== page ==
Through the almost 30 years since her daughter was fatally assaulted and the killer got off lightly, Santa Rosa's Dorothy Guest has hoped that what went around would come around.
Guest, now a gracious 86, didn't truly expect to witness justice served on the man who'd attacked her daughter when she tried to quit their relationship.
But in a Napa courtroom late last week, Guest wore a red carnation on her blouse -- just as she'd worn one every day to the trial of her daughter's killer in the 1980s -- as the same man was ordered to spend what will likely be the rest of his life in prison for a ghastly attack on another woman who'd dared to leave him.
"It took a long time. Too long," Guest said upon stepping from the courtroom with the granddaughter, Michelle Holme Corrigan, who was 15 when she discovered her mother's body at their home in San Francisco in 1984.
The justice delivered by Judge Thomas Warriner will not bring back Christine Holme, who at age 36 was fatally beaten and stabbed by former partner Claude T. Smith, long a manager of the Buena Vista Cafe.
But it virtually assures that Smith, now 73, has brutalized a woman for the last time, and it provides Dorothy Guest and her granddaughter a measure of peace.
"I feel like a 100-pound weight has been lifted off of me," said Guest, a longtime volunteer of the FISH food pantry, before the tears came. "It's a feeling that's hard to explain."
It had come as a bolt from the blue for her to learn that Smith had struck again. The victim this time was Joanne Maher of Calistoga, who'd been his common-law wife and who had a son with him.
Last October, Maher was sleeping in the mobile home she had shared with Smith when she was attacked, beaten with a bottle and doused with its contents, battery acid. Terrified but not seriously injured, she recounted the attack to police. A short while later, they arrested Smith.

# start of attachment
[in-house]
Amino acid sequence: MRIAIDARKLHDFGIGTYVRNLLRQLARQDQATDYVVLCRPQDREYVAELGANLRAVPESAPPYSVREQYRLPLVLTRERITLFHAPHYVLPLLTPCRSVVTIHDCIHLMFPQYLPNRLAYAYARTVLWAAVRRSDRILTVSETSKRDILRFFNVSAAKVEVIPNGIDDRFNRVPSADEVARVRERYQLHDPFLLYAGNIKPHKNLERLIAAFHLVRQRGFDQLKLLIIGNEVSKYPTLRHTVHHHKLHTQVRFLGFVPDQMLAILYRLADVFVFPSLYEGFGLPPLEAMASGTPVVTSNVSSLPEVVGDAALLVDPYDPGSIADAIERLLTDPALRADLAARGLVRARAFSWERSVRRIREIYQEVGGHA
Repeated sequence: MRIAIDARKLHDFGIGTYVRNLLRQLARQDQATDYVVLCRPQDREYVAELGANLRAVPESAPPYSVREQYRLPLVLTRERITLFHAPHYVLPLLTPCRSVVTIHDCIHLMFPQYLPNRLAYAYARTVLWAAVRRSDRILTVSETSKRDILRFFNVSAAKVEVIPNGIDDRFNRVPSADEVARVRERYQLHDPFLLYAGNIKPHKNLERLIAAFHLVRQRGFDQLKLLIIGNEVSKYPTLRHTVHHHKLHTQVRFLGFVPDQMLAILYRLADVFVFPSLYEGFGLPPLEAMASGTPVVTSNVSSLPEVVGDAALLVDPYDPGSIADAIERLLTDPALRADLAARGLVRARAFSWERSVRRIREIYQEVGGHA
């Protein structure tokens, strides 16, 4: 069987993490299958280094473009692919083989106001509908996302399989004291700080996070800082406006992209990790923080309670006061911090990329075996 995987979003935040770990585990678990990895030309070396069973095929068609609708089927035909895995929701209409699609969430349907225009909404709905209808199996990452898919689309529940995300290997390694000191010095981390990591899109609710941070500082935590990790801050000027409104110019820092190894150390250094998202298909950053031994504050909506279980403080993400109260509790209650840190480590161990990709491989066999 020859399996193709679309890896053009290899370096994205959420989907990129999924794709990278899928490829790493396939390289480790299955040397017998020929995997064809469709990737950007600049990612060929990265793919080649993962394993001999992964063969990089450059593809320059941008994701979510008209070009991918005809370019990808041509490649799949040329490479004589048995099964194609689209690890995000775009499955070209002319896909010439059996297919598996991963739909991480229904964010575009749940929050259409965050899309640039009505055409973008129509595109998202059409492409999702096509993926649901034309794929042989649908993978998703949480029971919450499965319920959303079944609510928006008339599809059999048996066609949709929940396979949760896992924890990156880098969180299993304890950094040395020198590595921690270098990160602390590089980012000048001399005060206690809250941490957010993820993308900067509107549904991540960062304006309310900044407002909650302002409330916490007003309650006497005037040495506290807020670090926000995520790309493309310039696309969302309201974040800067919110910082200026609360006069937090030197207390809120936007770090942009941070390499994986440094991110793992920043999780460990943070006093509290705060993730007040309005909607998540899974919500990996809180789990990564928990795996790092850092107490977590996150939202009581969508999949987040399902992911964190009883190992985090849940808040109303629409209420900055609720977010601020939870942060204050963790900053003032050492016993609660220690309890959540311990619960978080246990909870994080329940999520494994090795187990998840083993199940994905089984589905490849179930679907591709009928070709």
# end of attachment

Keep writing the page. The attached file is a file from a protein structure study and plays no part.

His appearance in the Napa County courts earlier this year came as an enormous shock to Corrigan, his first victim's daughter. She works as a court reporter in Napa and was left breathless by word that her mother's killer would stand trial there.
Corrigan decided not to tell her grandmother, Guest, about the trial. Guest had pinned on red carnations and attended every day of Smith's trial in San Francisco for the death of Corrigan's mother, and it devastated her when he was sentenced in 1988 to just four years in prison.
Guest's granddaughter didn't want to expose her to a terrible new disappointment, so she kept the Napa trial a secret. But when a jury last month convicted Smith of all counts in the Calistoga acid attack, Corrigan told Guest the news.
It horrified her to hear what her daughter's killer had done to another woman. But at the same time, Guest was gratified that Smith, who had been free for nearly a quarter of a century after serving a four-year sentence for the voluntary manslaughter conviction in the killing of her daughter, was back behind bars and facing a long, new prison sentence.
"God knows what he's done to other women in that time," Guest said.
All through the trial in San Francisco, Guest and relatives and supporters wore carnations to court as a sign of shared commitment to see justice done for her slain daughter.
Guest and several friends displayed carnations again when they appeared in Warriner's court late last week for the sentencing.
"If they had to take me on a stretcher, I would have gone," Guest said. "I wanted to get justice for Chris."
Napa County Deputy District Attorney Agnes Dziadur urged the longest possible prison sentence for Smith. Recounting his attacks on both Holme and Maker, who was present in courtroom, she declared, "This is clearly what the defendant does when facing the end of a relationship."
Smith was shackled and showed no emotion as Warriner ordered him imprisoned for 28 years and four months. He will be eligible for consideration of parole at the age of 97.
"I can't believe it," Guest said. "What goes around comes around.
"Thank God I lived to see it."
Contact Chris Smith at firstname.lastname@example.org